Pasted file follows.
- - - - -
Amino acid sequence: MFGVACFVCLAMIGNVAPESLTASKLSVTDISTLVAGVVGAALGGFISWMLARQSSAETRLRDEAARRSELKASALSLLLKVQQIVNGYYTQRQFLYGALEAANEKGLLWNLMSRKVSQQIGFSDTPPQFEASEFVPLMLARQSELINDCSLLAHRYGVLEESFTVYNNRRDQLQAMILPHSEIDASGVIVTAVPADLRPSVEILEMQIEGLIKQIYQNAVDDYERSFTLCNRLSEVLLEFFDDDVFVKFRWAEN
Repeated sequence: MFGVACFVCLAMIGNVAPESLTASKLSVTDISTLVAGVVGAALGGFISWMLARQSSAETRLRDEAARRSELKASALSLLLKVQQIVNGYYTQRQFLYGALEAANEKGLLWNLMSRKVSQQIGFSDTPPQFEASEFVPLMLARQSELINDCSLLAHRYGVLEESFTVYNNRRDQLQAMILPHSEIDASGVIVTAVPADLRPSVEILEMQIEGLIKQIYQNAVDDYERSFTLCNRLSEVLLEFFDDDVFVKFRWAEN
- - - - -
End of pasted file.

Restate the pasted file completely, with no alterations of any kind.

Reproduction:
Amino acid sequence: MFGVACFVCLAMIGNVAPESLTASKLSVTDISTLVAGVVGAALGGFISWMLARQSSAETRLRDEAARRSELKASALSLLLKVQQIVNGYYTQRQFLYGALEAANEKGLLWNLMSRKVSQQIGFSDTPPQFEASEFVPLMLARQSELINDCSLLAHRYGVLEESFTVYNNRRDQLQAMILPHSEIDASGVIVTAVPADLRPSVEILEMQIEGLIKQIYQNAVDDYERSFTLCNRLSEVLLEFFDDDVFVKFRWAEN
Repeated sequence: MFGVACFVCLAMIGNVAPESLTASKLSVTDISTLVAGVVGAALGGFISWMLARQSSAETRLRDEAARRSELKASALSLLLKVQQIVNGYYTQRQFLYGALEAANEKGLLWNLMSRKVSQQIGFSDTPPQFEASEFVPLMLARQSELINDCSLLAHRYGVLEESFTVYNNRRDQLQAMILPHSEIDASGVIVTAVPADLRPSVEILEMQIEGLIKQIYQNAVDDYERSFTLCNRLSEVLLEFFDDDVFVKFRWAEN